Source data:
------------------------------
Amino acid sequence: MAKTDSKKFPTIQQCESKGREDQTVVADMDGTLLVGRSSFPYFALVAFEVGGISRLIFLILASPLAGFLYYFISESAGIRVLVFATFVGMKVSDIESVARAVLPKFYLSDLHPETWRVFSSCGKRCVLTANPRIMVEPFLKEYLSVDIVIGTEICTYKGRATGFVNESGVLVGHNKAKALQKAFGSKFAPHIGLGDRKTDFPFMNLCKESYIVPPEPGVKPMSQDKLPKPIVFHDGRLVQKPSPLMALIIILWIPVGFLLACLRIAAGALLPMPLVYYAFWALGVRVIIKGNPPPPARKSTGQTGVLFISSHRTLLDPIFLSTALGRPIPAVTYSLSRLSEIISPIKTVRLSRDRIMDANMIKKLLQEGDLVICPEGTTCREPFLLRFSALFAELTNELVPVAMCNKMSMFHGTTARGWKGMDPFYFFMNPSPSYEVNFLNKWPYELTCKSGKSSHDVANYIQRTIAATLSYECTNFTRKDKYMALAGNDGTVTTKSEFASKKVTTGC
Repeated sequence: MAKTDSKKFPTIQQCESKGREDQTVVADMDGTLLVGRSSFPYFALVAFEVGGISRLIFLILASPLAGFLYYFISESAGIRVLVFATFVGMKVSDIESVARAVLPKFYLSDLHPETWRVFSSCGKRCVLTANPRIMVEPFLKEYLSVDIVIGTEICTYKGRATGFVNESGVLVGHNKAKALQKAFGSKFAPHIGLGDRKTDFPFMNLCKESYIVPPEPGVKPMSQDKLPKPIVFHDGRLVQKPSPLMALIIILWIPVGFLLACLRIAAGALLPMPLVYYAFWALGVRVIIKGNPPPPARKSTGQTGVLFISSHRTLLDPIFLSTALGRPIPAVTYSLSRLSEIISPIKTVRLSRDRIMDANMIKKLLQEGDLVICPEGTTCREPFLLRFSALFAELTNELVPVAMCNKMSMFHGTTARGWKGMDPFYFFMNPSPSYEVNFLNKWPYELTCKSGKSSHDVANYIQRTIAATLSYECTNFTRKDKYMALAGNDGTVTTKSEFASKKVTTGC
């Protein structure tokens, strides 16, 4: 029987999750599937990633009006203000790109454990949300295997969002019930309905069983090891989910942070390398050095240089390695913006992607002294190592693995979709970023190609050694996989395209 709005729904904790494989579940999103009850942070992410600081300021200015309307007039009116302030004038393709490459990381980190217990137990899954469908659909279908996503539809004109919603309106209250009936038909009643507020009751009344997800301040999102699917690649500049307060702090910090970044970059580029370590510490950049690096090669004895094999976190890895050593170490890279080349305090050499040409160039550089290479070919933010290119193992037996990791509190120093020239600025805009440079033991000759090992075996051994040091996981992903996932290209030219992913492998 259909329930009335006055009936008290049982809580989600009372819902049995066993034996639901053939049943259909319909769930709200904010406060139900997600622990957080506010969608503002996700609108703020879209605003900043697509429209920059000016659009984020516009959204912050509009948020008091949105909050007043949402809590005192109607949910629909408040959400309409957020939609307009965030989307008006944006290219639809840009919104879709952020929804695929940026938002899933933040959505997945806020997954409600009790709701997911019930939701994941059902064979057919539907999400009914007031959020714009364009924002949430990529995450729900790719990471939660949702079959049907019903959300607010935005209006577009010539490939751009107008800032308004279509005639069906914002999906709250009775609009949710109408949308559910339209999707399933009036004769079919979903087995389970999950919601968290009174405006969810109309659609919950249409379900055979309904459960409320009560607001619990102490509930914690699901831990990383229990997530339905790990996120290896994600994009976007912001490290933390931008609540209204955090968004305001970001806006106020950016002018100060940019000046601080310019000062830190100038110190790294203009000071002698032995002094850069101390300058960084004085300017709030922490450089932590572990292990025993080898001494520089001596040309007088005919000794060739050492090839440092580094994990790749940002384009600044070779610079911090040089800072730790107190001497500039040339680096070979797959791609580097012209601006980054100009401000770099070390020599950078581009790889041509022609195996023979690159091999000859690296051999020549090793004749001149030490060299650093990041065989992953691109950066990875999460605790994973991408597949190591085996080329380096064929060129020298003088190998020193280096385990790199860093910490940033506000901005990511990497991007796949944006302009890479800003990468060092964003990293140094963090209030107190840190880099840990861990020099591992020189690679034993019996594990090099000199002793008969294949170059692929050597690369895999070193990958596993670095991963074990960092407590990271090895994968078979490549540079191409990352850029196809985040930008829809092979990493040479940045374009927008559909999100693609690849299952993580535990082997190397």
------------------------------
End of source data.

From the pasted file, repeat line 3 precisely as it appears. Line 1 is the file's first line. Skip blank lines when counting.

């Protein structure tokens, strides 16, 4: 029987999750599937990633009006203000790109454990949300295997969002019930309905069983090891989910942070390398050095240089390695913006992607002294190592693995979709970023190609050694996989395209 709005729904904790494989579940999103009850942070992410600081300021200015309307007039009116302030004038393709490459990381980190217990137990899954469908659909279908996503539809004109919603309106209250009936038909009643507020009751009344997800301040999102699917690649500049307060702090910090970044970059580029370590510490950049690096090669004895094999976190890895050593170490890279080349305090050499040409160039550089290479070919933010290119193992037996990791509190120093020239600025805009440079033991000759090992075996051994040091996981992903996932290209030219992913492998 259909329930009335006055009936008290049982809580989600009372819902049995066993034996639901053939049943259909319909769930709200904010406060139900997600622990957080506010969608503002996700609108703020879209605003900043697509429209920059000016659009984020516009959204912050509009948020008091949105909050007043949402809590005192109607949910629909408040959400309409957020939609307009965030989307008006944006290219639809840009919104879709952020929804695929940026938002899933933040959505997945806020997954409600009790709701997911019930939701994941059902064979057919539907999400009914007031959020714009364009924002949430990529995450729900790719990471939660949702079959049907019903959300607010935005209006577009010539490939751009107008800032308004279509005639069906914002999906709250009775609009949710109408949308559910339209999707399933009036004769079919979903087995389970999950919601968290009174405006969810109309659609919950249409379900055979309904459960409320009560607001619990102490509930914690699901831990990383229990997530339905790990996120290896994600994009976007912001490290933390931008609540209204955090968004305001970001806006106020950016002018100060940019000046601080310019000062830190100038110190790294203009000071002698032995002094850069101390300058960084004085300017709030922490450089932590572990292990025993080898001494520089001596040309007088005919000794060739050492090839440092580094994990790749940002384009600044070779610079911090040089800072730790107190001497500039040339680096070979797959791609580097012209601006980054100009401000770099070390020599950078581009790889041509022609195996023979690159091999000859690296051999020549090793004749001149030490060299650093990041065989992953691109950066990875999460605790994973991408597949190591085996080329380096064929060129020298003088190998020193280096385990790199860093910490940033506000901005990511990497991007796949944006302009890479800003990468060092964003990293140094963090209030107190840190880099840990861990020099591992020189690679034993019996594990090099000199002793008969294949170059692929050597690369895999070193990958596993670095991963074990960092407590990271090895994968078979490549540079191409990352850029196809985040930008829809092979990493040479940045374009927008559909999100693609690849299952993580535990082997190397």